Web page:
A good film has many layers, so if you can find criticism or social analysis in my film … I didn’t put it there consciously, but you’re always in society. And you’re functioning within that society, of course. So this can be one layer. Another layer is humour. To entertain your audience. Fool around.

Religion and Christian symbols were a very apparent layer in Nói, as well as your short films, but they seem absent in Dark Horse. Are you done with religion?

The biggest identity crisis of the Western world, or the Christian world, is this doubt as to whether God exists or not. Many things would be easier if that could be conclusively proven or rebuked … but this doubt is interesting, even if I am in no way religious. It’s fun to sneak that dimension into films, but it cannot become too obvious. Must be an undercurrent. It was very definite in Lost Weekend (short film, 1999) and Nói Albínói and I was aware of it, very clearly. Then, I actually tried to find something of the same sort for this one, but it just wasn’t in the cards.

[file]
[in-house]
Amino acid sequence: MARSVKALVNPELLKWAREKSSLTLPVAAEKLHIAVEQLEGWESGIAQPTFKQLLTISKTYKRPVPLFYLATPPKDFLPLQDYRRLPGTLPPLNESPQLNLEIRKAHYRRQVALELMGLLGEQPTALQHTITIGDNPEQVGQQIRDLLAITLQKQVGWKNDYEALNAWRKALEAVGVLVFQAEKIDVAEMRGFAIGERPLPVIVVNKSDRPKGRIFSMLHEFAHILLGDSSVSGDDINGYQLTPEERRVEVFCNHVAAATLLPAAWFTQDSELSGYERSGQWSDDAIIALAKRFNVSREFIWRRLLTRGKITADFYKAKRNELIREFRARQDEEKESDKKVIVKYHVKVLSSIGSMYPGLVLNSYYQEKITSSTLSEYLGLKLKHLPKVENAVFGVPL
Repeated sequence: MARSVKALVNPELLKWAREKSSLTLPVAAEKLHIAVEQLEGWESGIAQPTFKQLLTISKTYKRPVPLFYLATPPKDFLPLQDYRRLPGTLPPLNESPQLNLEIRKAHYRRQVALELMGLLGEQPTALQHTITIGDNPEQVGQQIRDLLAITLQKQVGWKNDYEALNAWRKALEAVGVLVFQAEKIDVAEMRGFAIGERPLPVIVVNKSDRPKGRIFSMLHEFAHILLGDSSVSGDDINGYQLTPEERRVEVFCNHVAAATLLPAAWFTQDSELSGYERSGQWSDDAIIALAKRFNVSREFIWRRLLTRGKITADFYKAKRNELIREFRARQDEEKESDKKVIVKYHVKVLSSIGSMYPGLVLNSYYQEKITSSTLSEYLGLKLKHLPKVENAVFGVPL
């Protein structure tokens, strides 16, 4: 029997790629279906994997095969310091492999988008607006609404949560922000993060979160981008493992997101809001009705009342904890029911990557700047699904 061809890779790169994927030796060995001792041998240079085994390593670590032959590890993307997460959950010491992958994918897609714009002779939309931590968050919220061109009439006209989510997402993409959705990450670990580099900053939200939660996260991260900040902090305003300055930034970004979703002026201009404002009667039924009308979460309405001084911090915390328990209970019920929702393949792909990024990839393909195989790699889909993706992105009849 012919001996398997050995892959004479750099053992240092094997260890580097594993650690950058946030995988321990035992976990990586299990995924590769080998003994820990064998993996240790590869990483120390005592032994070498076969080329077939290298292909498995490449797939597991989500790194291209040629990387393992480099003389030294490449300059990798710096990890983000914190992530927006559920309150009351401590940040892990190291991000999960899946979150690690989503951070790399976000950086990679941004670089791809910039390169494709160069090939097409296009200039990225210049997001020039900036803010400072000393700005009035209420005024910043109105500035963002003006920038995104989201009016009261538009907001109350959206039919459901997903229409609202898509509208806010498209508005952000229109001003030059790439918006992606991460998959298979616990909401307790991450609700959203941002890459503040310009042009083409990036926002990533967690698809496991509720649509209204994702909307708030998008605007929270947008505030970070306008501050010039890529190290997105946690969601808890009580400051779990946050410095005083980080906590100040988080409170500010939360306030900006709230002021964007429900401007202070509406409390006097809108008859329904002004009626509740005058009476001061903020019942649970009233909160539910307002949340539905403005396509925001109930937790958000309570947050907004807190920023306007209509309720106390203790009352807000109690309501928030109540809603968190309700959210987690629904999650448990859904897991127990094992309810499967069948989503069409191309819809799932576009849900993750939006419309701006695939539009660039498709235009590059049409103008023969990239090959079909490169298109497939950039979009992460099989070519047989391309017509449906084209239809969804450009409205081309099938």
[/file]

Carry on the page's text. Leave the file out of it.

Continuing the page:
Also, because I was writing with someone else. As soon as you mention these things out loud they become too obvious. It has to be as unconscious as possible.

Can you save someone with a film?

Naah … you don’t save anything except perhaps a day or a week … a film is part of a cultural chain that can matter to some people or a community. But my premise or ambition is not to save or change or teach people … I do films that I would like to see in the cinema, films that would cheer me up.